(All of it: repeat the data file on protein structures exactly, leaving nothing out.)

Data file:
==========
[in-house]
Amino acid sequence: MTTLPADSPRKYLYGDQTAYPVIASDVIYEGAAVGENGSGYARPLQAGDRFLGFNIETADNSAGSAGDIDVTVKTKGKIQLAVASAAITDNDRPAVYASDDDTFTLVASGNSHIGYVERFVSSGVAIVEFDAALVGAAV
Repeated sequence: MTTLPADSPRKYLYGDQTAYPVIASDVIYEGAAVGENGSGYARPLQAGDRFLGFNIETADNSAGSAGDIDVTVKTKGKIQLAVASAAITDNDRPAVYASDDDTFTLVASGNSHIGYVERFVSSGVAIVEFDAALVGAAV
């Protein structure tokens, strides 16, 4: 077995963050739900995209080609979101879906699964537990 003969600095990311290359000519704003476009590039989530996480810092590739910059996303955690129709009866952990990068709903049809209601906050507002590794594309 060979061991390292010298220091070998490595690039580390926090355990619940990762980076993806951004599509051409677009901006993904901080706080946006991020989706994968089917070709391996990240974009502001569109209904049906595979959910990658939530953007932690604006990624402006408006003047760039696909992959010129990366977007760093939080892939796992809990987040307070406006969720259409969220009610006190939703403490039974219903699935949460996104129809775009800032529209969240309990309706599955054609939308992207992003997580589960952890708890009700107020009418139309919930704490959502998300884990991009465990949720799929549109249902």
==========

[in-house]
Amino acid sequence: MTTLPADSPRKYLYGDQTAYPVIASDVIYEGAAVGENGSGYARPLQAGDRFLGFNIETADNSAGSAGDIDVTVKTKGKIQLAVASAAITDNDRPAVYASDDDTFTLVASGNSHIGYVERFVSSGVAIVEFDAALVGAAV
Repeated sequence: MTTLPADSPRKYLYGDQTAYPVIASDVIYEGAAVGENGSGYARPLQAGDRFLGFNIETADNSAGSAGDIDVTVKTKGKIQLAVASAAITDNDRPAVYASDDDTFTLVASGNSHIGYVERFVSSGVAIVEFDAALVGAAV
């Protein structure tokens, strides 16, 4: 077995963050739900995209080609979101879906699964537990 003969600095990311290359000519704003476009590039989530996480810092590739910059996303955690129709009866952990990068709903049809209601906050507002590794594309 060979061991390292010298220091070998490595690039580390926090355990619940990762980076993806951004599509051409677009901006993904901080706080946006991020989706994968089917070709391996990240974009502001569109209904049906595979959910990658939530953007932690604006990624402006408006003047760039696909992959010129990366977007760093939080892939796992809990987040307070406006969720259409969220009610006190939703403490039974219903699935949460996104129809775009800032529209969240309990309706599955054609939308992207992003997580589960952890708890009700107020009418139309919930704490959502998300884990991009465990949720799929549109249902």